3. The class NP: Reducibility and completeness 27

the machine either stops within exp(O(s)) steps, or enters a cycle and runs

forever.

[2!] 2.17 (“Small depth circuits can be simulated in small space”). Prove

that there exists a Turing machine that evaluates the output variables of a

circuit of depth d over a fixed basis, using work space O(d + log m) (where

m is the number of the output variables). The input to the machine consists

of a description of the circuit and the values of its input variables.

[3!] 2.18 (“Computation with small space is parallelizable”). Let M be a

Turing machine. For each choice of n, m, s, let fn,m,s :

Bn

→

Bm

be the

function computed by the machine M with space s (it may be a partial

function). Prove that there exists a family of exp(O(s))-size,

O(s2)-depth

circuits Cn,m,s which compute the functions fn,m,s.

(These circuits can be constructed by a TM with space O(s), but we

will not prove that.)

The reader might wonder why we discuss the space restriction in terms

of Turing machines while the circuit language is apparently more convenient.

So, let us ask this question: what is the circuit analog of the computation

space? The obvious answer is that it is the circuit width.

Let C be a circuit whose gates are arranged into d layers. The width

of C is the maximum amount of information carried between the layers,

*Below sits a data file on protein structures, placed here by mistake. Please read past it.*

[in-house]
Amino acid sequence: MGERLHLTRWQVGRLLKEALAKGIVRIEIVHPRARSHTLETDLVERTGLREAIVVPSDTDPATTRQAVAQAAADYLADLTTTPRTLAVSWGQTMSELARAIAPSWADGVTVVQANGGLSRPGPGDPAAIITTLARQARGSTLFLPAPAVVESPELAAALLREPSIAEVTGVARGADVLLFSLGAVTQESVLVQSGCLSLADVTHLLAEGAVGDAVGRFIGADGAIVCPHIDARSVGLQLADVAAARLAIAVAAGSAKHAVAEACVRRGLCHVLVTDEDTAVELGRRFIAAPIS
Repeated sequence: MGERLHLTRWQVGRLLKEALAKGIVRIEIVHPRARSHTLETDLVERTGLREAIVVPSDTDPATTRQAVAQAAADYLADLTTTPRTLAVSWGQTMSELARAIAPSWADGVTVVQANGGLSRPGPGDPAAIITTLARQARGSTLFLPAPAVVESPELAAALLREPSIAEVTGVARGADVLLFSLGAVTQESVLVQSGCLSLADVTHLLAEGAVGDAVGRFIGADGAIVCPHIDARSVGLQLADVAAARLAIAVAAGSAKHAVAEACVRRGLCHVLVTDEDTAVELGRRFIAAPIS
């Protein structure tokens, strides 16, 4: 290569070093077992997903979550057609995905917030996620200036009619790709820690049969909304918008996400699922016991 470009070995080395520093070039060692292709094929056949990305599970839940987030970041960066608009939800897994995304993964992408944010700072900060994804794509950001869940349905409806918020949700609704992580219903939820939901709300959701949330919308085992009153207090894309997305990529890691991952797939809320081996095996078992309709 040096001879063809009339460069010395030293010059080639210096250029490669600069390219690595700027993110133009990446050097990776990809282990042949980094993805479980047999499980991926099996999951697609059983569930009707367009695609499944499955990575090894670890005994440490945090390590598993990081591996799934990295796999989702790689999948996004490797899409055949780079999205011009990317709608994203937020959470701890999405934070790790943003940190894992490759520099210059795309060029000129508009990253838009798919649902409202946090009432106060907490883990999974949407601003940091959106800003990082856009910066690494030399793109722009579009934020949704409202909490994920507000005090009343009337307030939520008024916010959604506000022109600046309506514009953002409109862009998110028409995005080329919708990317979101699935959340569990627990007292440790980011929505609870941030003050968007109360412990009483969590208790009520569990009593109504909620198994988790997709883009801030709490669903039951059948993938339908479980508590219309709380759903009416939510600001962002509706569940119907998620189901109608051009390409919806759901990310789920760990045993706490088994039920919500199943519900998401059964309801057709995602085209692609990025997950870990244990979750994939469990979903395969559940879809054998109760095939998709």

not including the input variables. More formally, for each l = 1,...,d we

define wl to be the number of auxiliary variables from layers 1,...,l that

are output variables or connected to some variables from layers l+1,...,d

(i.e., used in the right-hand side of the corresponding assignments). Then

the width of C is w = max{w1,...,wd}.

But here comes a little surprise: any Boolean function can be computed

by a circuit of bounded width (see Problem 2.19 below). Therefore the width

is rather meaningless parameter, unless we put some other restrictions on

the circuit. To characterize computation with limited space (e.g., the class

PSPACE), one has to use either Turing machines, or some class of circuits

with regular structure.

[3] 2.19 (Barrington [8]). Let C be a formula of depth d that computes a

Boolean function f(x1,...,xn). Construct a circuit of size exp(O(d)) and

width O(1) that computes the same function.

3. The class NP: Reducibility and completeness

3.1. Nondeterministic Turing machines. NP is the class of predicates

recognizable in polynomial time by “nondeterministic Turing machines.”

(The word “nondeterministic” is not appropriate but widely used.)